Doctoral graduate invents his way to Kickstarter success
GAINESVILLE, Fla. — Tim Elmore will receive a doctorate in mechanical engineering on Friday, but he‚Äôs already achieved unusual success as an inventor.
Since April, Elmore has sold more than 1,000 of what he calls the Filastruder — a much cheaper and more efficient tabletop filament extruder for 3D printers.
If you‚Äôve never seen a 3D printer, they work like a hot glue gun on a mission. Taking instruction from a digital blueprint, plastic filament is fed through a heated nozzle that‚Äôs on the move. It lays down layers of melted plastic until a desired shape takes form.¬† Or, until it runs out of filament.
‚ÄúThe first time I went online to buy filament, I just said, ‚ÄėNo,‚Äô‚ÄĚ Elmore said. Prices for spools of filament were too high for his hobbyist budget. He had already saved money by purchasing a 3D printer that cost less than other models because it required occasional tinkering. So he decided to save even more money by making his own filament.
He looked at the $100,000 extruder machines that are on the market ‚Äď the ones used in giant laboratories and manufacturing setups – and decided to scale one¬†to a tabletop version. It took him a week to design it, another week to order ‚Äď or in some cases print out ‚Äď all of the parts, and a week to put it together. For the price of buying one spool online, Elmore‚Äôs new machine could produce 10 spools¬†and he could blend custom colors.
‚ÄúIt definitely opens more ideas per dollar,‚ÄĚ he said.
Elmore took photos of his tabletop filament extruder churning out spools of plastic and posted them to a message board for the 3D printer he was using. After finding wide interest, he decided to go to market. He started a Kickstarter campaign online, and friends with marketing experience were happy to help. Their initial goal was¬† $5,000. In the first 24 hours, they raised $50,000.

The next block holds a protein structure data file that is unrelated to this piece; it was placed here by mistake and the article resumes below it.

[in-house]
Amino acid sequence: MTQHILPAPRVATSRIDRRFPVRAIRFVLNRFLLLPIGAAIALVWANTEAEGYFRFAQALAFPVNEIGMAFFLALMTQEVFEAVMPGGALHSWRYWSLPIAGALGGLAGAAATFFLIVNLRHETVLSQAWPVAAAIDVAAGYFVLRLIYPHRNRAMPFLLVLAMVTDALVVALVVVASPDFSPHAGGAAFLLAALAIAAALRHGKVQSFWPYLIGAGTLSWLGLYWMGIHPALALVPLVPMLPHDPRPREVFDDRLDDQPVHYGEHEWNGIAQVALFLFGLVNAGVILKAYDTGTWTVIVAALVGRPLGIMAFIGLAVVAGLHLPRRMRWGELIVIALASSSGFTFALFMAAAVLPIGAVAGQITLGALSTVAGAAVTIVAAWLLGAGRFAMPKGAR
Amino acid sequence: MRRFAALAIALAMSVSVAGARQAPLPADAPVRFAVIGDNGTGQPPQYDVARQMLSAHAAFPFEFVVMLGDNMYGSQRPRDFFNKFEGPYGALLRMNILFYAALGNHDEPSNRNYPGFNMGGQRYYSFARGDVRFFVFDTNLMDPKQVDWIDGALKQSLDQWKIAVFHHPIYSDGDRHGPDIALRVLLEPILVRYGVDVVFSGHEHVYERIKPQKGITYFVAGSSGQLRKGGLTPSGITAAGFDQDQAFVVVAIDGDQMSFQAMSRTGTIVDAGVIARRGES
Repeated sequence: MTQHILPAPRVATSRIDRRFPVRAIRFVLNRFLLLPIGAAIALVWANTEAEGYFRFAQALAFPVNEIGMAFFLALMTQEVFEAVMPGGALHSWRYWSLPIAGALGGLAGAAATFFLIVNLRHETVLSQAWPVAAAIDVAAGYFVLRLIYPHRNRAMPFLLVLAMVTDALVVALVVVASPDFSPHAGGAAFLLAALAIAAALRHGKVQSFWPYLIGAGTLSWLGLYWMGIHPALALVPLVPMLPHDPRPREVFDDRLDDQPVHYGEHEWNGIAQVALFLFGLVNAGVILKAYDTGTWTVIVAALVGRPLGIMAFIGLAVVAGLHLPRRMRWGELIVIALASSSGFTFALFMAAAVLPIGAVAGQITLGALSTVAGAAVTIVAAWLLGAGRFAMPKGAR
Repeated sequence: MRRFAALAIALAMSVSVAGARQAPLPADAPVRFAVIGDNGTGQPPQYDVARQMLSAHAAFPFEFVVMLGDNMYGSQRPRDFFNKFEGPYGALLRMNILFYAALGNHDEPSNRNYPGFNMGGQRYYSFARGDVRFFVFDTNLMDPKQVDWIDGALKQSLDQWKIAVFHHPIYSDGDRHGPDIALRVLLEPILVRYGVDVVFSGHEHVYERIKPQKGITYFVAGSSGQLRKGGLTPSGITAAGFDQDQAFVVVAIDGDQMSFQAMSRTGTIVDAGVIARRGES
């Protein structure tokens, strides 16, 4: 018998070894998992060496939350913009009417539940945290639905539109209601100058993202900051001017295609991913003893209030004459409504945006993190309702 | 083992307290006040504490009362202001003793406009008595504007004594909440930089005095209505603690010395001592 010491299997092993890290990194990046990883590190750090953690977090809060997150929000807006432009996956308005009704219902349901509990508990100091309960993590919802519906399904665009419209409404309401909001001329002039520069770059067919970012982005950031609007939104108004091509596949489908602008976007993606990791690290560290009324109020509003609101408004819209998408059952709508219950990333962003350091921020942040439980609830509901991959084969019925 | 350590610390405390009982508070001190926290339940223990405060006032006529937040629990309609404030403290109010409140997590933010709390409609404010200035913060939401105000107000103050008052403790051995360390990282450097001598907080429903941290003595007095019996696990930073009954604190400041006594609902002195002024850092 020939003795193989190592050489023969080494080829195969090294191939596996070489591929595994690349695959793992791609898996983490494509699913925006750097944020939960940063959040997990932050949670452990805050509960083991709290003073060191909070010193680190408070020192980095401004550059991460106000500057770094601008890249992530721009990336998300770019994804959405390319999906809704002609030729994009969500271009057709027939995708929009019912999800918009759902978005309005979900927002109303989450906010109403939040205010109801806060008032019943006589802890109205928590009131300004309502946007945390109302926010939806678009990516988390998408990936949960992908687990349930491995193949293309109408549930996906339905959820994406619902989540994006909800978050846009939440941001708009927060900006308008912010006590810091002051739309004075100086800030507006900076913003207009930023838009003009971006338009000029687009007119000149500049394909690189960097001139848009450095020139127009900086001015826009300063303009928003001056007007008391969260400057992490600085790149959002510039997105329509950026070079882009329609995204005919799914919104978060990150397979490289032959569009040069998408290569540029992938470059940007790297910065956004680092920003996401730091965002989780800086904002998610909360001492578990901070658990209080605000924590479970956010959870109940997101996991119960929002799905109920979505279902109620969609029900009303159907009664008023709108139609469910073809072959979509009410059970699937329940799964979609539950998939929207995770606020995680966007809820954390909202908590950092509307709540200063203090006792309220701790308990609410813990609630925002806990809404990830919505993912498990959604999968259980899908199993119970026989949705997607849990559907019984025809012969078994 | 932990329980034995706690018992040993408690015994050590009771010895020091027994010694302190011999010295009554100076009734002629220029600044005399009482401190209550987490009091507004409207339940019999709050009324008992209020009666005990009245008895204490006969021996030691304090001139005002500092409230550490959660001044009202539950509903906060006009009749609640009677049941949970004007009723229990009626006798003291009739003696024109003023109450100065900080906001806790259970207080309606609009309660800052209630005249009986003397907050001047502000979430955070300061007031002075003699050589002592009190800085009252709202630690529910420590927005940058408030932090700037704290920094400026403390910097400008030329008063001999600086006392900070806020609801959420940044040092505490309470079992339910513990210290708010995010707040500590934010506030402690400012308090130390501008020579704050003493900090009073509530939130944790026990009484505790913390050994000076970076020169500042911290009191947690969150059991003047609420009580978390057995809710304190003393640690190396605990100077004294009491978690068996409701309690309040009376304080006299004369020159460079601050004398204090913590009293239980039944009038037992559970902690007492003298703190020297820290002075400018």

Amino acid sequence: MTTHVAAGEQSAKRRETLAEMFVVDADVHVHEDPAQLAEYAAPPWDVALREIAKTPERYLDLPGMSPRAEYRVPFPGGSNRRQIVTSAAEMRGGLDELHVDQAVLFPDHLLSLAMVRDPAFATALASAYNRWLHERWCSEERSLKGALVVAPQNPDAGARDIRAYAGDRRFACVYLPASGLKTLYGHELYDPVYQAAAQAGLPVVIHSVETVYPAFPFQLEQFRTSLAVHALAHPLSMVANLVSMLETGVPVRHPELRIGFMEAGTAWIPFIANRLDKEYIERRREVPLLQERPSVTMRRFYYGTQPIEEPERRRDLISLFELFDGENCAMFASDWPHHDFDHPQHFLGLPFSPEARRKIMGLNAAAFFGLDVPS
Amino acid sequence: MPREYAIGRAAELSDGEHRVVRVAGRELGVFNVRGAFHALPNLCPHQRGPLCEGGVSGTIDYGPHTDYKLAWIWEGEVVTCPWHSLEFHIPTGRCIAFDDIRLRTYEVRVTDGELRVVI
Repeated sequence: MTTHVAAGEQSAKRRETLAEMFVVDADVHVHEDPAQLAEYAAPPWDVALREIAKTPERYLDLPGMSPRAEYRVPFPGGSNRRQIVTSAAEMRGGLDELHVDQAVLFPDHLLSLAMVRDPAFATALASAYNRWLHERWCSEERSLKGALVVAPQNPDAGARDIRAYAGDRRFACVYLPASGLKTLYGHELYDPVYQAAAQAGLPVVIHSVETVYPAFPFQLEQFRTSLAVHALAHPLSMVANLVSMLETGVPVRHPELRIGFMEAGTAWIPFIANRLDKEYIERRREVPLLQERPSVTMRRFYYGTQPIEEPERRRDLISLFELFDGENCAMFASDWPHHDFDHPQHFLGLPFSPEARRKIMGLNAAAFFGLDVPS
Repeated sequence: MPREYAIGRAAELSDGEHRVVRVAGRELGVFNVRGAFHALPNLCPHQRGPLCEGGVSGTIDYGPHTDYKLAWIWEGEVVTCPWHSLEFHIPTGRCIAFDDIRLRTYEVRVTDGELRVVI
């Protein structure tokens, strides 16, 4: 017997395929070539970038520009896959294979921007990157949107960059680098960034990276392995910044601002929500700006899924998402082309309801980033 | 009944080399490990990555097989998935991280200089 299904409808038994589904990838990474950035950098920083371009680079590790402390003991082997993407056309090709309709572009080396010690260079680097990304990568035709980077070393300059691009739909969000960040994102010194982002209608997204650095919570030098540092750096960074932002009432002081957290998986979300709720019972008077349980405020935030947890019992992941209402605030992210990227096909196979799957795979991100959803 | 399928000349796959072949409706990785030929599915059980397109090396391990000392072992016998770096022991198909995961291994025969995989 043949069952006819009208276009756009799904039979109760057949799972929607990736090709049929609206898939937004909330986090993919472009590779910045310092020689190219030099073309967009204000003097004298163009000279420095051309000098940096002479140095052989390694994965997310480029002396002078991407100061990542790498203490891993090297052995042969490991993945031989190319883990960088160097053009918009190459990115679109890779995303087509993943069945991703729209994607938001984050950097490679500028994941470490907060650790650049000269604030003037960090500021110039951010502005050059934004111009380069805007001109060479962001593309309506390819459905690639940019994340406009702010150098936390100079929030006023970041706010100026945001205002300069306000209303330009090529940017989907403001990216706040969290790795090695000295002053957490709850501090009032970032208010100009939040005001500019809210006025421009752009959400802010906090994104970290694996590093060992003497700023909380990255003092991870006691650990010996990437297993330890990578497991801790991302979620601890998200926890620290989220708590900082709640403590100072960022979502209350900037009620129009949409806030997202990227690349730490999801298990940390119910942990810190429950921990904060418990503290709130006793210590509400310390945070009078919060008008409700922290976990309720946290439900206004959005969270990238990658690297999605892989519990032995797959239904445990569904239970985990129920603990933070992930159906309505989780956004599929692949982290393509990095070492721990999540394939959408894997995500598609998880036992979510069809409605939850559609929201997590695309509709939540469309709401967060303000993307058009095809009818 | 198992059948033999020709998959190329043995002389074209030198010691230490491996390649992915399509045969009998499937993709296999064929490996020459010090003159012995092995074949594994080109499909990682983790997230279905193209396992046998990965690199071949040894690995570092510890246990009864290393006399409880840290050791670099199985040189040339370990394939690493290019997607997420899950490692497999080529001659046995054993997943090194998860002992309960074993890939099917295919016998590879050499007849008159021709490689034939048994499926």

In 30 days, Elmore had raised $212,278 on the crowd funding website, and in doing so had promised to ship more than 770 Filastruders around the world. Orders were also coming into his website, including one from curious NASA engineers.
Elmore assured Scott Banks, his doctoral adviser, that this would not be a problem. ¬†His suppliers had enough parts to cover a larger order, and his friends were happy to help with assembly and shipping. This would in no way impinge on his ability to revolutionize spinal imaging machines, and he would graduate on time.
True to his word, Elmore has continued his daytime research. The current O-arm-style spinal imaging machine that is used in hospitals around the country surrounds a patient within a metal ‚ÄúO‚ÄĚ and, in doing so, impedes a surgeon‚Äôs mobility. Elmore has built a new imaging platform ‚Äď top to bottom, hardware to software ‚Äď that allows X-ray transmitters and detectors to perform the same imaging tasks, just without all the bulk.
The platform started off with an Xbox controller and some simulation software. It has since become a full-fledged machine capable of performing high-precision tasks. ¬†As Elmore is approaching the stage to receive his doctorate, the National Science Foundation is stepping in with funding to take his prototype to the next level.¬† Next stop: the operating room.
- Jen Ambrose, firstname.lastname@example.org, 352-392-8049